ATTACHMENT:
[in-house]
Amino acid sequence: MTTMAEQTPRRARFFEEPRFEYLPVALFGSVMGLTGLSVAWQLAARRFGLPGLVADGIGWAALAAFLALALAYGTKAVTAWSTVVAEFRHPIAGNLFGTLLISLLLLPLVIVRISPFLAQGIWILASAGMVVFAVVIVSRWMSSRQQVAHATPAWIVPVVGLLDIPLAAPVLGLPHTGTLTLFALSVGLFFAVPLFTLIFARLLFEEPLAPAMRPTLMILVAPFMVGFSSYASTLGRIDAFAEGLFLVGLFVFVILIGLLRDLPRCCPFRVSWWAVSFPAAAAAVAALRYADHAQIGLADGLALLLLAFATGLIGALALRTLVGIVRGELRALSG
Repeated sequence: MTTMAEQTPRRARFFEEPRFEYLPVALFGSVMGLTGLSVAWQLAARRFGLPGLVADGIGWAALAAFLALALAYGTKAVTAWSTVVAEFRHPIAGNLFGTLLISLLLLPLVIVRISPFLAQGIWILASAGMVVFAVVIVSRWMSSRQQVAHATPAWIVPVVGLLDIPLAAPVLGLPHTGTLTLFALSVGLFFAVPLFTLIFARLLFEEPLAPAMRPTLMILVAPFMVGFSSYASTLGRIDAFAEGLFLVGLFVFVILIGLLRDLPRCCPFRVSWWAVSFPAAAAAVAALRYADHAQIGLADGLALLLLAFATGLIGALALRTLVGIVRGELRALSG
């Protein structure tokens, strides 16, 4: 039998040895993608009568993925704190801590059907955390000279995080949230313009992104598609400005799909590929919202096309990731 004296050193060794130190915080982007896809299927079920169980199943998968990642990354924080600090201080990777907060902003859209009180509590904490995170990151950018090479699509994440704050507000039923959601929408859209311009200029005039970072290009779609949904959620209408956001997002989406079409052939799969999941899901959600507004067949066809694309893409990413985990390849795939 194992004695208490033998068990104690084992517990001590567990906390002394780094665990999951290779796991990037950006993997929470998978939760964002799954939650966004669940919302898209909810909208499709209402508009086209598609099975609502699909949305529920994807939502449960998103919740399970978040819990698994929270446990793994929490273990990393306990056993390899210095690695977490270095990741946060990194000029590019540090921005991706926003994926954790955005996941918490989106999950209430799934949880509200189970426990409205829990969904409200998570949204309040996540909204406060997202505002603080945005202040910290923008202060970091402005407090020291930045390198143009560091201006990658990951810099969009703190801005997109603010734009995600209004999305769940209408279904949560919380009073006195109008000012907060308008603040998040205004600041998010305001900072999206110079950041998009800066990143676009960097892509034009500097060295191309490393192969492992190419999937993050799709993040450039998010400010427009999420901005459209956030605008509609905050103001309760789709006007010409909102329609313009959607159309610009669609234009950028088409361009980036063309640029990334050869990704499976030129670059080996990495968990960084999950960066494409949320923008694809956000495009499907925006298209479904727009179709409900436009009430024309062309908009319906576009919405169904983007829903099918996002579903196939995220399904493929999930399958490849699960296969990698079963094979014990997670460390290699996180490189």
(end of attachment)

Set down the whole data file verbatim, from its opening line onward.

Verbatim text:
[in-house]
Amino acid sequence: MTTMAEQTPRRARFFEEPRFEYLPVALFGSVMGLTGLSVAWQLAARRFGLPGLVADGIGWAALAAFLALALAYGTKAVTAWSTVVAEFRHPIAGNLFGTLLISLLLLPLVIVRISPFLAQGIWILASAGMVVFAVVIVSRWMSSRQQVAHATPAWIVPVVGLLDIPLAAPVLGLPHTGTLTLFALSVGLFFAVPLFTLIFARLLFEEPLAPAMRPTLMILVAPFMVGFSSYASTLGRIDAFAEGLFLVGLFVFVILIGLLRDLPRCCPFRVSWWAVSFPAAAAAVAALRYADHAQIGLADGLALLLLAFATGLIGALALRTLVGIVRGELRALSG
Repeated sequence: MTTMAEQTPRRARFFEEPRFEYLPVALFGSVMGLTGLSVAWQLAARRFGLPGLVADGIGWAALAAFLALALAYGTKAVTAWSTVVAEFRHPIAGNLFGTLLISLLLLPLVIVRISPFLAQGIWILASAGMVVFAVVIVSRWMSSRQQVAHATPAWIVPVVGLLDIPLAAPVLGLPHTGTLTLFALSVGLFFAVPLFTLIFARLLFEEPLAPAMRPTLMILVAPFMVGFSSYASTLGRIDAFAEGLFLVGLFVFVILIGLLRDLPRCCPFRVSWWAVSFPAAAAAVAALRYADHAQIGLADGLALLLLAFATGLIGALALRTLVGIVRGELRALSG
């Protein structure tokens, strides 16, 4: 039998040895993608009568993925704190801590059907955390000279995080949230313009992104598609400005799909590929919202096309990731 004296050193060794130190915080982007896809299927079920169980199943998968990642990354924080600090201080990777907060902003859209009180509590904490995170990151950018090479699509994440704050507000039923959601929408859209311009200029005039970072290009779609949904959620209408956001997002989406079409052939799969999941899901959600507004067949066809694309893409990413985990390849795939 194992004695208490033998068990104690084992517990001590567990906390002394780094665990999951290779796991990037950006993997929470998978939760964002799954939650966004669940919302898209909810909208499709209402508009086209598609099975609502699909949305529920994807939502449960998103919740399970978040819990698994929270446990793994929490273990990393306990056993390899210095690695977490270095990741946060990194000029590019540090921005991706926003994926954790955005996941918490989106999950209430799934949880509200189970426990409205829990969904409200998570949204309040996540909204406060997202505002603080945005202040910290923008202060970091402005407090020291930045390198143009560091201006990658990951810099969009703190801005997109603010734009995600209004999305769940209408279904949560919380009073006195109008000012907060308008603040998040205004600041998010305001900072999206110079950041998009800066990143676009960097892509034009500097060295191309490393192969492992190419999937993050799709993040450039998010400010427009999420901005459209956030605008509609905050103001309760789709006007010409909102329609313009959607159309610009669609234009950028088409361009980036063309640029990334050869990704499976030129670059080996990495968990960084999950960066494409949320923008694809956000495009499907925006298209479904727009179709409900436009009430024309062309908009319906576009919405169904983007829903099918996002579903196939995220399904493929999930399958490849699960296969990698079963094979014990997670460390290699996180490189």